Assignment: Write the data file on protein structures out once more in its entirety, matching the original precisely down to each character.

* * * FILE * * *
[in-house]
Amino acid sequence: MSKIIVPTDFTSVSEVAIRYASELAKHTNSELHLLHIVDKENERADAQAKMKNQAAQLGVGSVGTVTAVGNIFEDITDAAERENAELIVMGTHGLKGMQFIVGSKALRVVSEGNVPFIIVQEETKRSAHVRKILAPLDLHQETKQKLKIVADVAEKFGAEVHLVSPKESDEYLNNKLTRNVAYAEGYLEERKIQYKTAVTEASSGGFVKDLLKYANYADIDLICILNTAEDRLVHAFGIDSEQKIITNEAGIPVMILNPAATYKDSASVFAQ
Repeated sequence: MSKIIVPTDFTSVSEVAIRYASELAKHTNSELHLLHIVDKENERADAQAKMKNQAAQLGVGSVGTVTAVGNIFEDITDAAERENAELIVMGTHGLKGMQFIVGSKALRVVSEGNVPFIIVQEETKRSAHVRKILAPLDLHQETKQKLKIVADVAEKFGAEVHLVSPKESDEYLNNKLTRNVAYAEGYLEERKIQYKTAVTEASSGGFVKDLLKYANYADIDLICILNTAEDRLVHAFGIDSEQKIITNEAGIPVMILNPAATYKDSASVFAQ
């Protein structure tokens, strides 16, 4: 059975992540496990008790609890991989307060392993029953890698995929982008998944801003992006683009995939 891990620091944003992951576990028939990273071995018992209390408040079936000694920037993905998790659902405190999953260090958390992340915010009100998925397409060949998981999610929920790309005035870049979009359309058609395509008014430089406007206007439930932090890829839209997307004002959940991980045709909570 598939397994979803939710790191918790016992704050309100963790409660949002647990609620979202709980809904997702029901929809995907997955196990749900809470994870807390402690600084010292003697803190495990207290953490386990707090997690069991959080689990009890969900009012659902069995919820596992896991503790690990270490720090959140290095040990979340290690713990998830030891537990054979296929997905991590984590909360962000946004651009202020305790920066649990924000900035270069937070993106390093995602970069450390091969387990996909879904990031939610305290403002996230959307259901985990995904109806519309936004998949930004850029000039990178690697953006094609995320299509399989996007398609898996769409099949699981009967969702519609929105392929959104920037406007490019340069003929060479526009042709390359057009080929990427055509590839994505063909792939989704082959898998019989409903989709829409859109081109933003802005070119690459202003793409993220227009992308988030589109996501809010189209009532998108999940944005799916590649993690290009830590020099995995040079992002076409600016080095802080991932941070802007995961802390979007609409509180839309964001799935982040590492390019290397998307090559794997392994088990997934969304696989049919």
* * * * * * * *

[in-house]
Amino acid sequence: MSKIIVPTDFTSVSEVAIRYASELAKHTNSELHLLHIVDKENERADAQAKMKNQAAQLGVGSVGTVTAVGNIFEDITDAAERENAELIVMGTHGLKGMQFIVGSKALRVVSEGNVPFIIVQEETKRSAHVRKILAPLDLHQETKQKLKIVADVAEKFGAEVHLVSPKESDEYLNNKLTRNVAYAEGYLEERKIQYKTAVTEASSGGFVKDLLKYANYADIDLICILNTAEDRLVHAFGIDSEQKIITNEAGIPVMILNPAATYKDSASVFAQ
Repeated sequence: MSKIIVPTDFTSVSEVAIRYASELAKHTNSELHLLHIVDKENERADAQAKMKNQAAQLGVGSVGTVTAVGNIFEDITDAAERENAELIVMGTHGLKGMQFIVGSKALRVVSEGNVPFIIVQEETKRSAHVRKILAPLDLHQETKQKLKIVADVAEKFGAEVHLVSPKESDEYLNNKLTRNVAYAEGYLEERKIQYKTAVTEASSGGFVKDLLKYANYADIDLICILNTAEDRLVHAFGIDSEQKIITNEAGIPVMILNPAATYKDSASVFAQ
């Protein structure tokens, strides 16, 4: 059975992540496990008790609890991989307060392993029953890698995929982008998944801003992006683009995939 891990620091944003992951576990028939990273071995018992209390408040079936000694920037993905998790659902405190999953260090958390992340915010009100998925397409060949998981999610929920790309005035870049979009359309058609395509008014430089406007206007439930932090890829839209997307004002959940991980045709909570 598939397994979803939710790191918790016992704050309100963790409660949002647990609620979202709980809904997702029901929809995907997955196990749900809470994870807390402690600084010292003697803190495990207290953490386990707090997690069991959080689990009890969900009012659902069995919820596992896991503790690990270490720090959140290095040990979340290690713990998830030891537990054979296929997905991590984590909360962000946004651009202020305790920066649990924000900035270069937070993106390093995602970069450390091969387990996909879904990031939610305290403002996230959307259901985990995904109806519309936004998949930004850029000039990178690697953006094609995320299509399989996007398609898996769409099949699981009967969702519609929105392929959104920037406007490019340069003929060479526009042709390359057009080929990427055509590839994505063909792939989704082959898998019989409903989709829409859109081109933003802005070119690459202003793409993220227009992308988030589109996501809010189209009532998108999940944005799916590649993690290009830590020099995995040079992002076409600016080095802080991932941070802007995961802390979007609409509180839309964001799935982040590492390019290397998307090559794997392994088990997934969304696989049919």